N2 - Since the 1970s, paleomagnetic data collected in Sicily have documented large magnitude clockwise (CW) rotations around vertical axis with respect to Africa and the Hyblean foreland. Many Authors argued that rotations arise from rotational thrusting of large coherent nappes coinciding with paleogeographic units. In the forward thrust propagation process, each nappe rotates the overlying nappe stack. This would explain the stepwise decrease of rotation magnitudes from the internal Panormide unit (90°-140°) to the external Saccense unit, yielding no rotation. However, other Authors later proposed that rotations of Sicily are the consequence of dextral shear occurring since late Miocene times along EW to NW-SE strike-slip faults. To understand the tectonics responsible of paleomagnetic rotations in Sicily, we paleomagnetically investigated 29 sites and a stratigraphic section from Meso-Cenozoic sediments belonging to the Imerese and Trapanese successions exposed in the Piana degli Albanesi area, Mt. Kumeta, and Rocca Busambra. In the study area the fold and thrust belt is characterized by the occurrence of two main sets of subsequent tectonic structures: 1) the early thrusts, producing imbricate-fan and duplex since early Tortonian (deep-water Imerese Units thrust over carbonate-platform Trapanese units); 2) the superimposed wedging at depth of carbonate platform units (since late Tortonian), that produced the most striking (and studied) structural highs of Kumeta and Busambra ridges, bounded by transpressive faults. In order to test the effect of the latter faults on the cumulated CW rotation, we collected data along several transects perpendicular to both Kumeta and Busambra ridges. In fact, rotations are expected to diminish progressively moving away from faults located at the northern ridge edges, in a way that is related to fault offset. The main results of our study are as follows: 1. Six new sites (and one site from previous study) show that the Imerese unit rotated ≈130°, similarly to the Panormide unit at the Monti di Palermo. This evidence requires updated discussion on the tectonic and paleogeographic relations between the Panormide and Imerese domains. 2. At Mt. Kumeta the rotations are effectively greater (120°) along the dextral fault plane, but they decrease to 80° (normal value of the Trapanese unit) at only 300-400 m from the fault. Thus we calculate that the lateral offset of the Kumeta transpressive fault is definitely less than 1 km. 3. At both Mt. Kumeta and Rocca Busambra, rotations from Scaglia sites surprisingly increase moving southward (i.e. far from fault). This suggests a differential rotational and tectonic behavior of the Scaglia with respect to the underlying carbonate backbones of the Trapanese ridges. As a conclusion, paleomagnetic rotations in Sicily are almost entirely due to thrust tectonics, while transpressive fault activity induced local rotations that fade out at only few hundreds of meters from fault planes.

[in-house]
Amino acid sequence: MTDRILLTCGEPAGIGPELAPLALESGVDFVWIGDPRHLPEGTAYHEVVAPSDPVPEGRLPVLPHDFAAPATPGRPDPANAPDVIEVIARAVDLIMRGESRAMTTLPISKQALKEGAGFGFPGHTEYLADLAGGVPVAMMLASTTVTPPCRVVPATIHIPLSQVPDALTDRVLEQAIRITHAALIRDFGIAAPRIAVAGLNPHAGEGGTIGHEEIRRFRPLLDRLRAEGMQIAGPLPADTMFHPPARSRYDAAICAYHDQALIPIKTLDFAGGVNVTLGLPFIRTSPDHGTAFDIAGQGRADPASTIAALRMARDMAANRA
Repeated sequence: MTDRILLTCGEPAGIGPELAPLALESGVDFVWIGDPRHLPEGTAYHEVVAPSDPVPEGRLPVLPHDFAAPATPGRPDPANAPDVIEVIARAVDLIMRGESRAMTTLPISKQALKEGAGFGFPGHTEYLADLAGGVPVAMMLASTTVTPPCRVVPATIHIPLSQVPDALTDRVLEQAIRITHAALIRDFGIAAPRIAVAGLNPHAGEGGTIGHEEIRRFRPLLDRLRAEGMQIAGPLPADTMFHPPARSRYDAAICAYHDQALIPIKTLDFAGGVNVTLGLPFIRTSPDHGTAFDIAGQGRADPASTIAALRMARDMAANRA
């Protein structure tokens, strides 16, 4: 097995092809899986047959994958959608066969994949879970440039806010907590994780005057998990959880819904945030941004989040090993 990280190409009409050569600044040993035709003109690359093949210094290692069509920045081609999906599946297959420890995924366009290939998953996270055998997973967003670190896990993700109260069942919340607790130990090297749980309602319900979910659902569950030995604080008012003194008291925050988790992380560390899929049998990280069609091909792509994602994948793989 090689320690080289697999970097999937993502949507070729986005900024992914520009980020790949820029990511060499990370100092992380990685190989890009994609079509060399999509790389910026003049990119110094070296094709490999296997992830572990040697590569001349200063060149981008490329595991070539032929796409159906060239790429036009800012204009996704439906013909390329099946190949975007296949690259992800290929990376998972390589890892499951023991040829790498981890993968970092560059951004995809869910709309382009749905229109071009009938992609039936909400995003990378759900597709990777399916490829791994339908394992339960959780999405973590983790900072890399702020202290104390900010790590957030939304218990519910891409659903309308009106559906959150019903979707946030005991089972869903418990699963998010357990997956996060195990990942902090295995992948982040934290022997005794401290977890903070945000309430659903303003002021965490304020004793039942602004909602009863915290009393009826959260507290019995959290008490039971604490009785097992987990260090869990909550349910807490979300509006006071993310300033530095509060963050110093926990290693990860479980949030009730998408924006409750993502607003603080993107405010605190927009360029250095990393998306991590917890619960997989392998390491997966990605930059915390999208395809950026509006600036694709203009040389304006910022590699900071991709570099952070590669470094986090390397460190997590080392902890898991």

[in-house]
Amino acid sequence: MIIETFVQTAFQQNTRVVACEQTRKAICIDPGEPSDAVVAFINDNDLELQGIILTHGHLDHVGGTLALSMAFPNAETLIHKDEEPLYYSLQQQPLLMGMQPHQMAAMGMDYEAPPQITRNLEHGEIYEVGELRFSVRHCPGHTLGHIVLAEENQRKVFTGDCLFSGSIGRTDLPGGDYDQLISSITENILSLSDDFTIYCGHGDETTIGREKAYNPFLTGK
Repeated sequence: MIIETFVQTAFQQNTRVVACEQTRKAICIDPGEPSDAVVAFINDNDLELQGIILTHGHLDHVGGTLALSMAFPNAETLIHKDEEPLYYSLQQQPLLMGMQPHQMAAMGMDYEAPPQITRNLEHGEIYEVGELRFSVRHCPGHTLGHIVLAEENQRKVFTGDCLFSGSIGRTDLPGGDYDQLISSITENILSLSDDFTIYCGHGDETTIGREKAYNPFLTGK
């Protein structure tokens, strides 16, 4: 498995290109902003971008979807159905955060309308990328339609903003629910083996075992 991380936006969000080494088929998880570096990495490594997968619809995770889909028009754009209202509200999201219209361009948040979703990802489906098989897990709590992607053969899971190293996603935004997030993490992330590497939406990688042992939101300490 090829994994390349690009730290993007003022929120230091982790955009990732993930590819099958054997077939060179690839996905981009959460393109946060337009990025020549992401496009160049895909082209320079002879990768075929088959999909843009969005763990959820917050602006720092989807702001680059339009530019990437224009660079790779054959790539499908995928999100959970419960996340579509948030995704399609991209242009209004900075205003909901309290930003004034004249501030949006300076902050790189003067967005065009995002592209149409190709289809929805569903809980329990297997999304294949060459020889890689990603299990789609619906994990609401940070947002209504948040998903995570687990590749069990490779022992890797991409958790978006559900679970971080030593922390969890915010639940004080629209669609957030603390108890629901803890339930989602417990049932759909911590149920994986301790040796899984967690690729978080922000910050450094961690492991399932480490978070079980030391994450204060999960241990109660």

AB - Since the 1970s, paleomagnetic data collected in Sicily have documented large magnitude clockwise (CW) rotations around vertical axis with respect to Africa and the Hyblean foreland. Many Authors argued that rotations arise from rotational thrusting of large coherent nappes coinciding with paleogeographic units. In the forward thrust propagation process, each nappe rotates the overlying nappe stack. This would explain the stepwise decrease of rotation magnitudes from the internal Panormide unit (90°-140°) to the external Saccense unit, yielding no rotation. However, other Authors later proposed that rotations of Sicily are the consequence of dextral shear occurring since late Miocene times along EW to NW-SE strike-slip faults. To understand the tectonics responsible of paleomagnetic rotations in Sicily, we paleomagnetically investigated 29 sites and a stratigraphic section from Meso-Cenozoic sediments belonging to the Imerese and Trapanese successions exposed in the Piana degli Albanesi area, Mt. Kumeta, and Rocca Busambra. In the study area the fold and thrust belt is characterized by the occurrence of two main sets of subsequent tectonic structures: 1) the early thrusts, producing imbricate-fan and duplex since early Tortonian (deep-water Imerese Units thrust over carbonate-platform Trapanese units); 2) the superimposed wedging at depth of carbonate platform units (since late Tortonian), that produced the most striking (and studied) structural highs of Kumeta and Busambra ridges, bounded by transpressive faults. In order to test the effect of the latter faults on the cumulated CW rotation, we collected data along several transects perpendicular to both Kumeta and Busambra ridges. In fact, rotations are expected to diminish progressively moving away from faults located at the northern ridge edges, in a way that is related to fault offset. The main results of our study are as follows: 1. Six new sites (and one site from previous study) show that the Imerese unit rotated ≈130°, similarly to the Panormide unit at the Monti di Palermo. This evidence requires updated discussion on the tectonic and paleogeographic relations between the Panormide and Imerese domains. 2. At Mt. Kumeta the rotations are effectively greater (120°) along the dextral fault plane, but they decrease to 80° (normal value of the Trapanese unit) at only 300-400 m from the fault. Thus we calculate that the lateral offset of the Kumeta transpressive fault is definitely less than 1 km. 3. At both Mt. Kumeta and Rocca Busambra, rotations from Scaglia sites surprisingly increase moving southward (i.e. far from fault). This suggests a differential rotational and tectonic behavior of the Scaglia with respect to the underlying carbonate backbones of the Trapanese ridges. As a conclusion, paleomagnetic rotations in Sicily are almost entirely due to thrust tectonics, while transpressive fault activity induced local rotations that fade out at only few hundreds of meters from fault planes.

UR - http://hdl.handle.net/10447/223707

M3 - Paper

ER -